"More than a decade after Member States agreed on a comprehensive programme of action aimed at eradicating the illicit trade in small arms and light weapons, the United Nations this week launched international standards to provide further impetus to that work.
The International Small Arms Control Standards (ISACS) were launched during a global meeting in New York that is examining how well States are implementing the action programme they agreed in 2001, formally known as the Programme of Action to Prevent, Combat and Eradicate the Illicit Trade in Small Arms and Light Weapons in All Its Aspects.
About 526,000 people lose their lives every year due to armed violence, which is commonly fuelled by illicit weapons. That is the equivalent of one person dying violently every minute.
At the launch, Hannelore Hoppe, Director and Deputy to the High Representative for Disarmament Affairs, noted that “UN entities that provide advice and support to Member States on effectively controlling small arms and light weapons, as well as those entities whose work has been directly impeded by the illicit trade, proliferation and misuse of such weapons, came together under the Coordinating Action on Small Arms (CASA) with the goal of strengthening the UN’s collective response to these challenges”. She added that “ISACS is a product of collaboration between CASA and a diverse range of international partners, including Government experts, international and regional organizations, civil society and the private sector”.
“Armed conflict, often fuelled by illicit weapons, destroys communities and extinguishes any hope of eliminating poverty for millions of people,” said Stan Nkwain, Chief of Policy and Planning at the United Nations Development Programme’s Bureau for Crisis Prevention and Recovery. “It is generally accepted that there are approximately 875 million firearms in existence — one for every eight people on the planet. When these weapons fall into the hands of criminals, combatants and terrorists, they destroy economic stability, undermine the rule of law and subvert legitimate Governments,” he added. “Also, armed violence and violence against women are tragically interlinked, as having weapons in the hands of abusers increases the risk of domestic violence.”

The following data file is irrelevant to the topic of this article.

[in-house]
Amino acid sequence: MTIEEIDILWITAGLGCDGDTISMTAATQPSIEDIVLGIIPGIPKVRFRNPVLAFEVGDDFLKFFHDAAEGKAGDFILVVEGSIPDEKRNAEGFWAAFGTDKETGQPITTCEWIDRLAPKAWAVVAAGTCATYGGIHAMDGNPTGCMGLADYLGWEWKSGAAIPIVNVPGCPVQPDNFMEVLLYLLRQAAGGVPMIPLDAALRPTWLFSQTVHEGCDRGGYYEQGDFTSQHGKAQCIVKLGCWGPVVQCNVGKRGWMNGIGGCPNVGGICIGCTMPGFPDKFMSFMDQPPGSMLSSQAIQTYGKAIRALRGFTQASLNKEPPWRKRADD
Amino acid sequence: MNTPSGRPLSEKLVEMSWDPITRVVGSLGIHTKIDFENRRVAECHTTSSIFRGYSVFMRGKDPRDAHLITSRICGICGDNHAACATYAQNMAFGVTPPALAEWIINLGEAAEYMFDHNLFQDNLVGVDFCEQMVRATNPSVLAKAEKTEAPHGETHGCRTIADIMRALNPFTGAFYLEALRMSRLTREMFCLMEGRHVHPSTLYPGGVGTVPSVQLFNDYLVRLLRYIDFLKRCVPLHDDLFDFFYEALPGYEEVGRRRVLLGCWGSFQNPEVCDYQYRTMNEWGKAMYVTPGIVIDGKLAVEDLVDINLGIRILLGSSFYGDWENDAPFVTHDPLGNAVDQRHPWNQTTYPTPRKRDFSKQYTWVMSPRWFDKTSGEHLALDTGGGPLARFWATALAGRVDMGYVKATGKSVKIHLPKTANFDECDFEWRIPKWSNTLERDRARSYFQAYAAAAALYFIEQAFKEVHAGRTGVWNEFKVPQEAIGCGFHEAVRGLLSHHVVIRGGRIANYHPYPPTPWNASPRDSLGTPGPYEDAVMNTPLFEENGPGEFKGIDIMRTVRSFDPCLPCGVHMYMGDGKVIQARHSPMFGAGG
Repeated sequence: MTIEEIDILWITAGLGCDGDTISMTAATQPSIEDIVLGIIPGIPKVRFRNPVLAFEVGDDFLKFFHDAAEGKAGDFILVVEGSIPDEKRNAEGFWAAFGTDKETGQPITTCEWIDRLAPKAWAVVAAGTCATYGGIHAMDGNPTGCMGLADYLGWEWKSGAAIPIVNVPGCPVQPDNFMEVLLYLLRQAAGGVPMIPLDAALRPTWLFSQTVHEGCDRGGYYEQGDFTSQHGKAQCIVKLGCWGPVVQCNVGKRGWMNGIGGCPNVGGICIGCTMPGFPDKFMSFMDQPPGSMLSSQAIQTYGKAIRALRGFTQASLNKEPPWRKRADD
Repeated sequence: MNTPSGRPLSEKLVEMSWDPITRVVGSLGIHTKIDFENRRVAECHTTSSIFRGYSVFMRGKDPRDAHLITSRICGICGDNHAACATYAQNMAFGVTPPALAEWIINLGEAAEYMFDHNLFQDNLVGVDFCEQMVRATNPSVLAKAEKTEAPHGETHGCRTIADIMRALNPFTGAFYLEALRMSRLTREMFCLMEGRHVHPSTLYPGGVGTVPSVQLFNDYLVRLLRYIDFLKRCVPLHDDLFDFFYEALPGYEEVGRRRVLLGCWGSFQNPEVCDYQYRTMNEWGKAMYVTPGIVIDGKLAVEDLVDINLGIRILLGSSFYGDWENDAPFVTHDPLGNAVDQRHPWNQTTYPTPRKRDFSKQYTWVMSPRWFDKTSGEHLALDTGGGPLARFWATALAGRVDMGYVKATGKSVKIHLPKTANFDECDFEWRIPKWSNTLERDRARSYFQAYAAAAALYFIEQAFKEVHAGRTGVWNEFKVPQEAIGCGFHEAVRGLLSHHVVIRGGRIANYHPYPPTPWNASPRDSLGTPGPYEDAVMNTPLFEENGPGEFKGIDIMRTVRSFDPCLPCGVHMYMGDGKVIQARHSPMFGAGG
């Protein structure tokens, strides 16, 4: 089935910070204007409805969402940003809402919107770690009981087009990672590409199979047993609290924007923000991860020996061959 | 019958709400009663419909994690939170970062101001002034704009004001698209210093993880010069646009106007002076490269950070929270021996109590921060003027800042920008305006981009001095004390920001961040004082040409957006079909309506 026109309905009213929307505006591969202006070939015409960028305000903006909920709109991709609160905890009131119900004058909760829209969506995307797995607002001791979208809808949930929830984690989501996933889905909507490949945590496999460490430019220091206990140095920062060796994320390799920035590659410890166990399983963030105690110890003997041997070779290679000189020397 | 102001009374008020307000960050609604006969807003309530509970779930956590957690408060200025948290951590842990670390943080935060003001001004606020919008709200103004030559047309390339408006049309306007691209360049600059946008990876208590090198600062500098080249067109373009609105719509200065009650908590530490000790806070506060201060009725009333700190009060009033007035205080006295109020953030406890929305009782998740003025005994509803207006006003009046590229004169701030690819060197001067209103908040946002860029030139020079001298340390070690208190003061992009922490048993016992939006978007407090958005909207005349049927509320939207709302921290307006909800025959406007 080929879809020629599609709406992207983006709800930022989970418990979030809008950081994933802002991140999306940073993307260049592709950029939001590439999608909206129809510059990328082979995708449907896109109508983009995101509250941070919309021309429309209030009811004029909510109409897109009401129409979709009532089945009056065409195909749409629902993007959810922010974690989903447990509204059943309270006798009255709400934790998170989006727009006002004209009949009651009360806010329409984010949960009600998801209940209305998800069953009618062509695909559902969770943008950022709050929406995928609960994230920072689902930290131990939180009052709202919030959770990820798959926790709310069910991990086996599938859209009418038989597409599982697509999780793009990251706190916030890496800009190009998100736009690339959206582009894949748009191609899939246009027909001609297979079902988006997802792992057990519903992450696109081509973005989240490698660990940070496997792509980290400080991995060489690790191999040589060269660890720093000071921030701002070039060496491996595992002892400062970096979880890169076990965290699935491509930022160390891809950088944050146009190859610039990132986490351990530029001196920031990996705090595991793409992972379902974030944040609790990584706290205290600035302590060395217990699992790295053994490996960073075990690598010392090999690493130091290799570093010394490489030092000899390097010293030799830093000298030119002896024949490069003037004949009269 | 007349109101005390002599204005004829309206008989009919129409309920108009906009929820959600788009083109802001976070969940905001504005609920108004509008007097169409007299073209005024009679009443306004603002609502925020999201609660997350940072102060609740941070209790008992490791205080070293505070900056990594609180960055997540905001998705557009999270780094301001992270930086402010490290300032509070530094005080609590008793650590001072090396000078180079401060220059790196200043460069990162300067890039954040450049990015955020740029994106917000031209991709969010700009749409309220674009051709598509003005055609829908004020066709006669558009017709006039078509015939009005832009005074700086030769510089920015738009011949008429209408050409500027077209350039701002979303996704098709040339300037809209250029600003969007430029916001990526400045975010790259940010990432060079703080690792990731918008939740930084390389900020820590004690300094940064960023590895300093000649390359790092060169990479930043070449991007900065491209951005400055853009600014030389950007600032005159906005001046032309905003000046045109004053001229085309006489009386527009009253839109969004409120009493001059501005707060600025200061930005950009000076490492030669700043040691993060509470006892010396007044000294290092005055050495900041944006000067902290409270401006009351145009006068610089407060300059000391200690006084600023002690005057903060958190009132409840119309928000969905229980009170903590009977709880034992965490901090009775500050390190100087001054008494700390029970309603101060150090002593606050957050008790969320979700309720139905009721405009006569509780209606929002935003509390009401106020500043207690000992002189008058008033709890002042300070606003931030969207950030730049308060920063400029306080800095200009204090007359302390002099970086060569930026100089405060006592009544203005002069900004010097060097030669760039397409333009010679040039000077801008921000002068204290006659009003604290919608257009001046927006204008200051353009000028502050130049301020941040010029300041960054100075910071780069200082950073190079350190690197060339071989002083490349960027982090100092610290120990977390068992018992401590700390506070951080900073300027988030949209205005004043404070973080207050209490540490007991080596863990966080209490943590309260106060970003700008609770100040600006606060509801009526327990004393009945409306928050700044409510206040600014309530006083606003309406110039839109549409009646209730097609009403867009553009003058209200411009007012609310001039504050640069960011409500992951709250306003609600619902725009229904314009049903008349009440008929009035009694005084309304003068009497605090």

The main purpose of the standards is to enable all agencies of the United Nations to work together to support States in putting effective controls in place over the full life cycle of small arms and light weapons under their jurisdiction. They will be used by agencies working on issues as diverse as child protection, crime, development, public health, counter-terrorism and humanitarian relief. It is also hoped that they will be of use to policymakers and practitioners outside the United Nations system, for example in Governments, regional organizations, civil society and even the private sector.
The standards provide guidance in such areas as managing weapons stockpiles, marking and keeping records of them, tracing illegal weapons back to their last legal owner, and collecting and destroying illicit and unwanted arms.
In United Nations parlance, “small arms” are firearms that can be used by one person, assault rifles, for example, and “light weapons” are larger systems that require two or three people to operate (e.g. heavy machineguns)."